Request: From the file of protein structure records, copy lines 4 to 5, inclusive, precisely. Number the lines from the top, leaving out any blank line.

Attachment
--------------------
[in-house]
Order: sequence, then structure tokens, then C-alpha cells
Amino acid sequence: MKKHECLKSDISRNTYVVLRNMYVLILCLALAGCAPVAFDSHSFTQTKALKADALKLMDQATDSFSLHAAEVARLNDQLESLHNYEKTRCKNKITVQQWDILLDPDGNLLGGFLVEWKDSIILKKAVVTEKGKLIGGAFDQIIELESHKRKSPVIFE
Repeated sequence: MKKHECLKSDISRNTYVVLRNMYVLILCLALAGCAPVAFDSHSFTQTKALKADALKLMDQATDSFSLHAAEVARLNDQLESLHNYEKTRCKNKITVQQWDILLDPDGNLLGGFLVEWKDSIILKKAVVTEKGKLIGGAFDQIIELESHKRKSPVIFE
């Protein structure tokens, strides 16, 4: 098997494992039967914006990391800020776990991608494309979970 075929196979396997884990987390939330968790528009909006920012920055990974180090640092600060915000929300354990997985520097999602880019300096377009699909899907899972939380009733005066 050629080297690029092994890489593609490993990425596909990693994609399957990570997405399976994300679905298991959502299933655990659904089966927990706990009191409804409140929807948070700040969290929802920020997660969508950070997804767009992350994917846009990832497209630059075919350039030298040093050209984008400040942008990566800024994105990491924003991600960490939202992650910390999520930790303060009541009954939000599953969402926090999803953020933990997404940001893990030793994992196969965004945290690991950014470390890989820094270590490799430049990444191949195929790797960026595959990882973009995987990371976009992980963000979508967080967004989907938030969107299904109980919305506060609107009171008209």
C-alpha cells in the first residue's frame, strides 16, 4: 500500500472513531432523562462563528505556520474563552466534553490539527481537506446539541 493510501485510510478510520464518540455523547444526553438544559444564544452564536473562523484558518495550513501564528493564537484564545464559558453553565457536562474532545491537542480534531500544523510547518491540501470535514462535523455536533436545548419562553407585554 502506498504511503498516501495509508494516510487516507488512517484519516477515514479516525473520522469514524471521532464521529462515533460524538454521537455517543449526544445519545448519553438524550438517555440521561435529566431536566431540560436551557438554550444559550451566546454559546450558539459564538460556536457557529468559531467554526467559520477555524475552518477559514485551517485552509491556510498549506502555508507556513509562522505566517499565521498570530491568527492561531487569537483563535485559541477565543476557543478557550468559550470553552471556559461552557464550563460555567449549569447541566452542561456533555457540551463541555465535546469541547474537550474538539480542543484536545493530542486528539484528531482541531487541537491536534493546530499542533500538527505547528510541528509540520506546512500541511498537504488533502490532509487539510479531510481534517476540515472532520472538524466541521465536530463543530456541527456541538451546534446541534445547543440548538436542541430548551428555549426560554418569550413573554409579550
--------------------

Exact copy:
Repeated sequence: MKKHECLKSDISRNTYVVLRNMYVLILCLALAGCAPVAFDSHSFTQTKALKADALKLMDQATDSFSLHAAEVARLNDQLESLHNYEKTRCKNKITVQQWDILLDPDGNLLGGFLVEWKDSIILKKAVVTEKGKLIGGAFDQIIELESHKRKSPVIFE
């Protein structure tokens, strides 16, 4: 098997494992039967914006990391800020776990991608494309979970 075929196979396997884990987390939330968790528009909006920012920055990974180090640092600060915000929300354990997985520097999602880019300096377009699909899907899972939380009733005066 050629080297690029092994890489593609490993990425596909990693994609399957990570997405399976994300679905298991959502299933655990659904089966927990706990009191409804409140929807948070700040969290929802920020997660969508950070997804767009992350994917846009990832497209630059075919350039030298040093050209984008400040942008990566800024994105990491924003991600960490939202992650910390999520930790303060009541009954939000599953969402926090999803953020933990997404940001893990030793994992196969965004945290690991950014470390890989820094270590490799430049990444191949195929790797960026595959990882973009995987990371976009992980963000979508967080967004989907938030969107299904109980919305506060609107009171008209």